- Read an interview with the author of a book due May 13 from University Press of Kentucky
- In a love-hate relationship with Hollywood, China’s government is a ‘bigger winner’
- The author argues that Hollywood’s best partners are ‘large state-owned film groups’
There’s a delicate dance going on between Beijing and Hollywood. As a rising global power, China wants to build up its own domestic film industry with the help of the pop culture juggernaut of Hollywood, but not at the risk to its own stability. The history of the relationship shows the two sides at times competing, collaborating, and even compromising. Who will win in the end is anybody’s guess, but by looking at the history of China’s engagement with Hollywood, author Wendy Su provides some clues as to what lies ahead.
Su’s upcoming book China’s Encounter with Global Hollywood: Cultural Policy and the Film Industry, 1994-2013 takes a forensic look at how the Chinese government, filmmakers, and moviegoers have grappled with their love-hate relationship with Hollywood. According to Su, in this complicated game of give-and-take, so far, the Chinese government has been the bigger winner.
What attracted you to this subject matter?
My research falls along the intersections of global communication, Chinese media studies, and cultural studies. I am particularly interested in examining how global diffusion of American culture influences China, as some scholars have contended that globalization is merely a euphemism for Americanization. This interest stems from the experience of our generation of college students who had been heavily influenced by American culture, and TV programs and films in particular. I still recall my family’s routine of watching American films on TV every Wednesday evening during the reform and open-door era of the 1980s, when Western ideas flooded into China. These films unfolded before us an entirely different world, and inspired us to seek an ideal human life. With the large-scale arrival of global capital in China since the 1990s, American pop culture has infiltrated into this vast land and exerted an unprecedented influence on the Chinese people. Needless to say, the U.S.-China relationship and the influence of American culture are important forces that have contributed to China’s profound social change, and will continue shaping China’s course of modernization. Previous studies often highlight Hollywood’s domination and triumph; my book argues for local agency and the capability for negotiation and for reversing the power relationship.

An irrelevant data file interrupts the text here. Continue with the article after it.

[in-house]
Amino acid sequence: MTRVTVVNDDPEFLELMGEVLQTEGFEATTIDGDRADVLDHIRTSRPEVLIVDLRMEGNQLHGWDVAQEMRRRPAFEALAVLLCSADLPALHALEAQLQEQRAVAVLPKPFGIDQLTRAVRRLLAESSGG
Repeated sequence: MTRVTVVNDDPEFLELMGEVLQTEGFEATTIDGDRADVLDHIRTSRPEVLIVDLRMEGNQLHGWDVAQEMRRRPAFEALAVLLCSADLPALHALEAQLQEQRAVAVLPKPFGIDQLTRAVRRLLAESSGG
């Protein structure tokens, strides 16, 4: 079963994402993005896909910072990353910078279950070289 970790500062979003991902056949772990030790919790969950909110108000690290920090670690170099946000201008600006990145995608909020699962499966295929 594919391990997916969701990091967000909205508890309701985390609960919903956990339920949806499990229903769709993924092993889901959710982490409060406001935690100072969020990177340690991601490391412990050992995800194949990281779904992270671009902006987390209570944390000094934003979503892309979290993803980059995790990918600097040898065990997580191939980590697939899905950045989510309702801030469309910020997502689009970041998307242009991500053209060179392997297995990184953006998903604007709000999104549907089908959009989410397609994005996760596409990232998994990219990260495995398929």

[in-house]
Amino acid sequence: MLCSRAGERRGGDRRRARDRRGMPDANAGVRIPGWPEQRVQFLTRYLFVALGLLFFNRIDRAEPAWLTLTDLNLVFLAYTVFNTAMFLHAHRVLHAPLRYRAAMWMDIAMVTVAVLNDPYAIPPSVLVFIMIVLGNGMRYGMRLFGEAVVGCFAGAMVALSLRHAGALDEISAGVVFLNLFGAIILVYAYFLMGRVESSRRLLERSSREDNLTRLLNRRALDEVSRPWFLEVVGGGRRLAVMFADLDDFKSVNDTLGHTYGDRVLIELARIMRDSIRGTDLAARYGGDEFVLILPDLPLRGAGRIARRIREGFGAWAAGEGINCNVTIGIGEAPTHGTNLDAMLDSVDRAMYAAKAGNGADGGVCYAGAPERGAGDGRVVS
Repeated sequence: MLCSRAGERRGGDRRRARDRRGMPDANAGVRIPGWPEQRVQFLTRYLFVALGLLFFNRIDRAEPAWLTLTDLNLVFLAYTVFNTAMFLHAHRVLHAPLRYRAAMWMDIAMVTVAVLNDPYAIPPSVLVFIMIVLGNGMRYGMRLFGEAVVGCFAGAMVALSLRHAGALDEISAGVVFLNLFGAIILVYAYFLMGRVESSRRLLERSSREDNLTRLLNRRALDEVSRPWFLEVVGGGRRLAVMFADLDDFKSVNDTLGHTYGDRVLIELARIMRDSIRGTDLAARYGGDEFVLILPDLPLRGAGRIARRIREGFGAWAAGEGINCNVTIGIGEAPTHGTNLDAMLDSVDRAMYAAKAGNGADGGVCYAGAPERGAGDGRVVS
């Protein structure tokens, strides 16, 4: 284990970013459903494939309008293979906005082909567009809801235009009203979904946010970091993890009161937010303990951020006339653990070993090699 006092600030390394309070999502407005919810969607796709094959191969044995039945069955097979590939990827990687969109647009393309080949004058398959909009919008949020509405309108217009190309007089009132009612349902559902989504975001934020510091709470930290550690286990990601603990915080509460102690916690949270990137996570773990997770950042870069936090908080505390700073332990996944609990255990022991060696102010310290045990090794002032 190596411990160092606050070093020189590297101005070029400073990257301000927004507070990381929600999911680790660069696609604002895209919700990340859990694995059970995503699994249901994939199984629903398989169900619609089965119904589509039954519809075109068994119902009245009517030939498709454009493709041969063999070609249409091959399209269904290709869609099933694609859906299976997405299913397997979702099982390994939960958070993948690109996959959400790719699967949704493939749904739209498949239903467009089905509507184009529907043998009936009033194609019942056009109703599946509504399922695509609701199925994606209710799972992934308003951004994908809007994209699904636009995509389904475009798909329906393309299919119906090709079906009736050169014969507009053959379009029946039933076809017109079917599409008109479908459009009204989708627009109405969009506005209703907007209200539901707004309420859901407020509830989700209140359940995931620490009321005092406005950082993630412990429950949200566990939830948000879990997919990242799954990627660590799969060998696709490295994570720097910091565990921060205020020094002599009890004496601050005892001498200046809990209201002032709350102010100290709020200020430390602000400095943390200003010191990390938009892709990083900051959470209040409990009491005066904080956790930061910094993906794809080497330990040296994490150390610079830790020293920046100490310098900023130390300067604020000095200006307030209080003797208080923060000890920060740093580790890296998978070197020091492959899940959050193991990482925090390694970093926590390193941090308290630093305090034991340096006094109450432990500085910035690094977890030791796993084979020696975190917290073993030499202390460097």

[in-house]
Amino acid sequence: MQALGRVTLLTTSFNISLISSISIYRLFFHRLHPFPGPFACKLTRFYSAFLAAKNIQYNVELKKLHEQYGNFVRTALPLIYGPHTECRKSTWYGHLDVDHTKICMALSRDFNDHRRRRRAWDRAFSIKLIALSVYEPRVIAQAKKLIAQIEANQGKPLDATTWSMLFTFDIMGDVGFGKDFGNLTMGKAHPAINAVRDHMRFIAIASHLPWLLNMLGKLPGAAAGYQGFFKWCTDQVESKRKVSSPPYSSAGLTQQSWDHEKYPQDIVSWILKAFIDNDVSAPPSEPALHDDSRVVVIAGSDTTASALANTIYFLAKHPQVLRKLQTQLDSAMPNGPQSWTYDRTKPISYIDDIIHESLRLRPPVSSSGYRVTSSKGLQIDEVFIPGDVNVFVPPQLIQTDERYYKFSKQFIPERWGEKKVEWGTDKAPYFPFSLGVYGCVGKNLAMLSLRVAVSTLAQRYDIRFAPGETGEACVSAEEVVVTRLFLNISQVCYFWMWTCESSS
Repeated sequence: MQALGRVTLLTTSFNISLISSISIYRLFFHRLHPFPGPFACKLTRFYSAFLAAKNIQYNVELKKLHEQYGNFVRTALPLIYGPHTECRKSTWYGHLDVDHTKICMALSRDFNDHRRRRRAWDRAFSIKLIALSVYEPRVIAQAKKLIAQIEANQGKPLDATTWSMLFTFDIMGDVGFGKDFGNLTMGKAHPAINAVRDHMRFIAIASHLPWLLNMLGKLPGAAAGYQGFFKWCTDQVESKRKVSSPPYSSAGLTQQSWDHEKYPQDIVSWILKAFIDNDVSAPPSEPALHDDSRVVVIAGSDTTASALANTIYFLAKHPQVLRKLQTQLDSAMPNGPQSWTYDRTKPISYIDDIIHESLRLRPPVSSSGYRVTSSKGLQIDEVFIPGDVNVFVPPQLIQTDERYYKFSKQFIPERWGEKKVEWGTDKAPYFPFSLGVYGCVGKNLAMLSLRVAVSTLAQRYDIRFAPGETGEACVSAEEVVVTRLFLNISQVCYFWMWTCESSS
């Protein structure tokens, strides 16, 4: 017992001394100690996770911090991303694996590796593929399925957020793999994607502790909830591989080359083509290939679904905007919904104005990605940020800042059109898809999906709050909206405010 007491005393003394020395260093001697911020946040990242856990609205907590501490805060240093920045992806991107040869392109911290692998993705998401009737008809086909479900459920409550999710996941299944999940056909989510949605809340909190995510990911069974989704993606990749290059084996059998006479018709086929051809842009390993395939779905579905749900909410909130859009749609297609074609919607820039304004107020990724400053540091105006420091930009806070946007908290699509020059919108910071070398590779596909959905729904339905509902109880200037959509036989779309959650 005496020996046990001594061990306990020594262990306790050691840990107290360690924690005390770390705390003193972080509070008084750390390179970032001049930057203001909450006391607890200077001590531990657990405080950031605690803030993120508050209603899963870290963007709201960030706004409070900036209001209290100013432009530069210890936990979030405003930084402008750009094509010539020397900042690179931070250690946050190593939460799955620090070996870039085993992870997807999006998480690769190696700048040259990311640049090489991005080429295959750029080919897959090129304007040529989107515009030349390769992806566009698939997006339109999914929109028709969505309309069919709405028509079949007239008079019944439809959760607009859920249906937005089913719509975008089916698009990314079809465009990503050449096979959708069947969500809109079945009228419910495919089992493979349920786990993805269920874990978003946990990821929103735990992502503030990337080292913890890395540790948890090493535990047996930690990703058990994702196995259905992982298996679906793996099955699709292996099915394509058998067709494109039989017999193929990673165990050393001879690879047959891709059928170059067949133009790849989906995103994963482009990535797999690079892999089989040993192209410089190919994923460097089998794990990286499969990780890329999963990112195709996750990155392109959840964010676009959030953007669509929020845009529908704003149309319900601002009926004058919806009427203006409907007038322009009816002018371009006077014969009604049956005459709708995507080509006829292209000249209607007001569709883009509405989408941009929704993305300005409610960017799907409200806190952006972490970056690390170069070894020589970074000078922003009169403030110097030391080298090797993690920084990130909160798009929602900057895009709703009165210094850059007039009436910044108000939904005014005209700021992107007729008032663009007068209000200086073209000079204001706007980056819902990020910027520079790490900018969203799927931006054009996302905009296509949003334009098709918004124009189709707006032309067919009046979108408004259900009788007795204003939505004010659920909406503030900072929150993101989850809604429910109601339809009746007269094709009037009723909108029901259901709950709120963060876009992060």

How did your previous work as a journalist in China and Hong Kong help or hinder this book?
I worked as a journalist in mainland China and Hong Kong between 1990 and 2000, a period in which both China and its film industry were undergoing a drastic change toward marketization and globalization. I personally witnessed this transition, and acquired much first-hand information, which was very helpful in laying out the overall context of the book. I also worked in Hong Kong for three years up to the handover [in 1997], and personally experienced Hong Kong people’s complicated feelings and their struggle, which helped me to obtain a critical perspective and a deeper understanding of social circumstances surrounding local society, culture, and identity.
Does your book explain why Beijing fears opening the door too wide to Hollywood expertise?